Arthur Lander

Dr. Lander directs the UCI Center for Complex Biological Systems, one of 15 NIH-supported National Centers for Systems Biology, which promotes interdisciplinary research and training at the interface between biology, mathematics, physics, computer science and engineering. His research deals with embryonic development, tissue regeneration and cancer biology.  He has made contributions to understanding biological pattern formation, focusing on design principles underlying robustness (reliability in the face of real-world disturbances).  Similar approaches have led him to identify fundamental design principles in cell and tissue growth that make it possible to produce tissues and organs of highly reproducible size.  Exploring these strategies has led to new predictions about how and why cancers arise, and how best to treat them. 


Erica Larschan

Erica Larschan is a member of the Department of Molecular Biology, Cellular Biology and Biochemistry at Brown University. Her laboratory investigates the molecular mechanisms by which genes are identified for coordinate regulation, the key initial step in their transcription. Drosophila dosage compensation is one of the best model systems for studying this process because all of the genes on a single chromosome are specifically identified and co-regulated. The laboratory integrates genomic, genetic and biochemical approaches to define how genes are regulated within highly compacted genomes.


Trudy Mackay

Trudy Mackay is a professor in the Department of Biological Sciences at North Carolina State University. Her laboratory focuses on understanding the genetic and environmental factors affecting variation in quantitative traits, using Drosophila as a model system. Her laboratory seeks to identify the genetic loci at which segregating and mutational variation occurs, allelic effects and environmental sensitivities, and the causal molecular variants. Her research utilizes mutagenesis to identify candidate genes and pathways, quantitative trait locus mapping of alleles segregating in nature, and systems genetics analyses to provide biological context and identify transcriptional and genetic networks affecting complex traits.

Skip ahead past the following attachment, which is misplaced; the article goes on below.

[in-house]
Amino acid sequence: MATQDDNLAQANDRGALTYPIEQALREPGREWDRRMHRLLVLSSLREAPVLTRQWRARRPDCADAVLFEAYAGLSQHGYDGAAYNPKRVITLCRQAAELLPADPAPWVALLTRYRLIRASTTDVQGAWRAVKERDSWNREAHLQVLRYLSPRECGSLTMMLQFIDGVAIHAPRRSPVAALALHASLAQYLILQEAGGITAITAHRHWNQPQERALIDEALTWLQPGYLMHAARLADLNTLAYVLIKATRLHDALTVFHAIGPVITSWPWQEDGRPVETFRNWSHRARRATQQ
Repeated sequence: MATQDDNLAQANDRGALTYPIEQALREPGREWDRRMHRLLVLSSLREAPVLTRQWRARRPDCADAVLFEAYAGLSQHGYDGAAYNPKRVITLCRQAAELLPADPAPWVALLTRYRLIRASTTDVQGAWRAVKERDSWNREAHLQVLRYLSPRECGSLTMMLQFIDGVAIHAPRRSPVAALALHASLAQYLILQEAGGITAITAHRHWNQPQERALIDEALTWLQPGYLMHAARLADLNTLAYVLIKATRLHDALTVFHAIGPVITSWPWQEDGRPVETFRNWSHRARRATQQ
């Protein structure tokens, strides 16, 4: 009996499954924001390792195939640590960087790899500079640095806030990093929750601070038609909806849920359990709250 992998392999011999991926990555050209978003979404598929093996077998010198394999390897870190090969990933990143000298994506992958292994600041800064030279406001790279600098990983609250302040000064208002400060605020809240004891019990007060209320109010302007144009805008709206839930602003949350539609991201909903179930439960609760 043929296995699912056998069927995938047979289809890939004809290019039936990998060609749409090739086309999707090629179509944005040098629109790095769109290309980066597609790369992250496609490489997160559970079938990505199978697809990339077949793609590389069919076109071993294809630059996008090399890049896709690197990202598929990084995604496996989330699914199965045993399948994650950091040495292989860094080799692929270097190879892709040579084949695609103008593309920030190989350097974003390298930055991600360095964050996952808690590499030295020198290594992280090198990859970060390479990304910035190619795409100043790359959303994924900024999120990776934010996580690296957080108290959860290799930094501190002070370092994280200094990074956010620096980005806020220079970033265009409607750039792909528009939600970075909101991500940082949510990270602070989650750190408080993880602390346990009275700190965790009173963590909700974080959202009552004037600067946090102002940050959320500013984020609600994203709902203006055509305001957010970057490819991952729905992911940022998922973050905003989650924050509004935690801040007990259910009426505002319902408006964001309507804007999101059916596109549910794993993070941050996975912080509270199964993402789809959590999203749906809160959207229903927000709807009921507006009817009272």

Helen McNeill

Helen McNeill is a professor in the Department of Molecular Genetics at the University Toronto, and a senior Investigator of the Samuel Lunenfeld Research Institute, Mount Sinai Hospital. Her laboratory investigates how growth and planar polarity tissue organization are coordinately regulated by the large cadherins Fat and Dachsous. The laboratory uses biochemical, molecular and genetic approaches in both Drosophila and mouse, to understand how these enormous cell adhesion molecules direct normal development and are disrupted in cystic kidney disease, neural tube closure defects and cancer.


Patrick O’Farrell

Patrick O’Farrell is a professor in the Department of Biochemistry at UCSF San Francisco. His lab has investigated embryonic patterning, with a focus on the control of where and when cells divide. Recent projects explore timing control that orchestrates early cell cycles and the onset of the midblastula transition. In a new direction, the lab is exploring the biology and genetics of the mitochondria. New genetic and microscopic tools have made flies a powerful system for the analysis of the divergent biology of mitochondria.


David Stern

David L. Stern is a Group Leader at Janelia Farm Research Campus, a part of the Howard Hughes Medical Institute. His lab studies the molecular causes of evolution between closely-related Drosophila species, including the following questions. How do transcriptional enhancers evolve to cause morphological divergence? What genetic and molecular changes caused evolution of courtship behavior?


Benjamin White

Benjamin White is a Senior Investigator in the Laboratory of Molecular Biology at the National Institute of Mental Health. His laboratory develops and applies tools for identifying circuits underlying behavior in Drosophila, focusing principally on the circuit that mediates the elementary decision to expand the wings after eclosion. By targeting manipulations of neuronal activity and gene expression to small subsets of brain cells, Dr. White's laboratory is interested in understanding how the networks that govern innate behaviors function and develop.